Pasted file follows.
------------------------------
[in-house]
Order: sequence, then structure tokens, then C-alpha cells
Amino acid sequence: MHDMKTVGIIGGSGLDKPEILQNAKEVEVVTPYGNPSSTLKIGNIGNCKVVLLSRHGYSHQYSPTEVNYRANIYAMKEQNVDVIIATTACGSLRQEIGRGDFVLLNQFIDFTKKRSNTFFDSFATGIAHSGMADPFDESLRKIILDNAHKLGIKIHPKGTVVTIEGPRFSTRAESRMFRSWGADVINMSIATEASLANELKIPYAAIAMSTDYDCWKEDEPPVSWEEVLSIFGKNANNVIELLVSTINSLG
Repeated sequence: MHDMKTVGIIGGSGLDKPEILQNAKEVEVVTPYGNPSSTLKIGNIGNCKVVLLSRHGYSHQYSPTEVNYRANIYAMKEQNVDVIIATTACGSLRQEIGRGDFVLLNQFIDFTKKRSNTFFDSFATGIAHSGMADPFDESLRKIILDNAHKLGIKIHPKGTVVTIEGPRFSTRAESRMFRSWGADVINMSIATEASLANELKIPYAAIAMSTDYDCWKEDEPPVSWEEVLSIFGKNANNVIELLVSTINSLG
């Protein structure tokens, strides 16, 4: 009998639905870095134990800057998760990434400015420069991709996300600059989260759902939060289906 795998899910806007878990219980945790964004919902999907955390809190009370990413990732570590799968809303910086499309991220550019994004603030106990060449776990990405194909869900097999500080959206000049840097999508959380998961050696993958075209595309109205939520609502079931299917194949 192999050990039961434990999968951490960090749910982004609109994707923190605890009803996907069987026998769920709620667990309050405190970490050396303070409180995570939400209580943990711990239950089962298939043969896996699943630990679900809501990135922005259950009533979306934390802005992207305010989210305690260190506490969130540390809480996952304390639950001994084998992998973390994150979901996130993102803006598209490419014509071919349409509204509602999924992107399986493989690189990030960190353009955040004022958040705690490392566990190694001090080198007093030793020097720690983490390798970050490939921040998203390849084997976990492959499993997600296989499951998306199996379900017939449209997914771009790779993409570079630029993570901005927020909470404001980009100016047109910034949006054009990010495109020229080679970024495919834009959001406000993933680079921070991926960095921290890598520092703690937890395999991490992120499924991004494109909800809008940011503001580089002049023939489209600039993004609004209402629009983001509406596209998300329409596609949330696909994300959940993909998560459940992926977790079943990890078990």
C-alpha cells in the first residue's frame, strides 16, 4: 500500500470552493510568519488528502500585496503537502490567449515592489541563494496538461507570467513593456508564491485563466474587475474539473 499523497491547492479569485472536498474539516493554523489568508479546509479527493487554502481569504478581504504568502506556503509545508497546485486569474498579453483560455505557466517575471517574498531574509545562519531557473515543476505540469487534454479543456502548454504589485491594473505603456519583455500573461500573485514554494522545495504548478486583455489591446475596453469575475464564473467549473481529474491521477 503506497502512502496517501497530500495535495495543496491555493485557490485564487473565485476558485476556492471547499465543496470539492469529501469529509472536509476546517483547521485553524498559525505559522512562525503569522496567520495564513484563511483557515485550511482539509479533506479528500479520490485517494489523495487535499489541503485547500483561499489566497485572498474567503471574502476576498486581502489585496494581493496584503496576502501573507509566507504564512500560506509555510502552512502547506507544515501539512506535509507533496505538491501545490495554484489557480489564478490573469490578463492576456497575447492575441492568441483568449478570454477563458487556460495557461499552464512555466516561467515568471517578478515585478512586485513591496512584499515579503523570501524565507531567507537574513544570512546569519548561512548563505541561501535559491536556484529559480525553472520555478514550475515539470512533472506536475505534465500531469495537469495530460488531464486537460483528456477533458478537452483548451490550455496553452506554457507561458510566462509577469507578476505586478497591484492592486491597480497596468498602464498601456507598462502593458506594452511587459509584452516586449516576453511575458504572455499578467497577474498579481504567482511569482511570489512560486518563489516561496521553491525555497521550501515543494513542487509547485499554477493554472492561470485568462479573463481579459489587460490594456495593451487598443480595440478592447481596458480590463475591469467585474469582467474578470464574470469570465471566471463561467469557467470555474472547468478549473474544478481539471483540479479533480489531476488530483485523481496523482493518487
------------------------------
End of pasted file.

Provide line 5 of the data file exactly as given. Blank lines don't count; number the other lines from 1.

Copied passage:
């Protein structure tokens, strides 16, 4: 009998639905870095134990800057998760990434400015420069991709996300600059989260759902939060289906 795998899910806007878990219980945790964004919902999907955390809190009370990413990732570590799968809303910086499309991220550019994004603030106990060449776990990405194909869900097999500080959206000049840097999508959380998961050696993958075209595309109205939520609502079931299917194949 192999050990039961434990999968951490960090749910982004609109994707923190605890009803996907069987026998769920709620667990309050405190970490050396303070409180995570939400209580943990711990239950089962298939043969896996699943630990679900809501990135922005259950009533979306934390802005992207305010989210305690260190506490969130540390809480996952304390639950001994084998992998973390994150979901996130993102803006598209490419014509071919349409509204509602999924992107399986493989690189990030960190353009955040004022958040705690490392566990190694001090080198007093030793020097720690983490390798970050490939921040998203390849084997976990492959499993997600296989499951998306199996379900017939449209997914771009790779993409570079630029993570901005927020909470404001980009100016047109910034949006054009990010495109020229080679970024495919834009959001406000993933680079921070991926960095921290890598520092703690937890395999991490992120499924991004494109909800809008940011503001580089002049023939489209600039993004609004209402629009983001509406596209998300329409596609949330696909994300959940993909998560459940992926977790079943990890078990």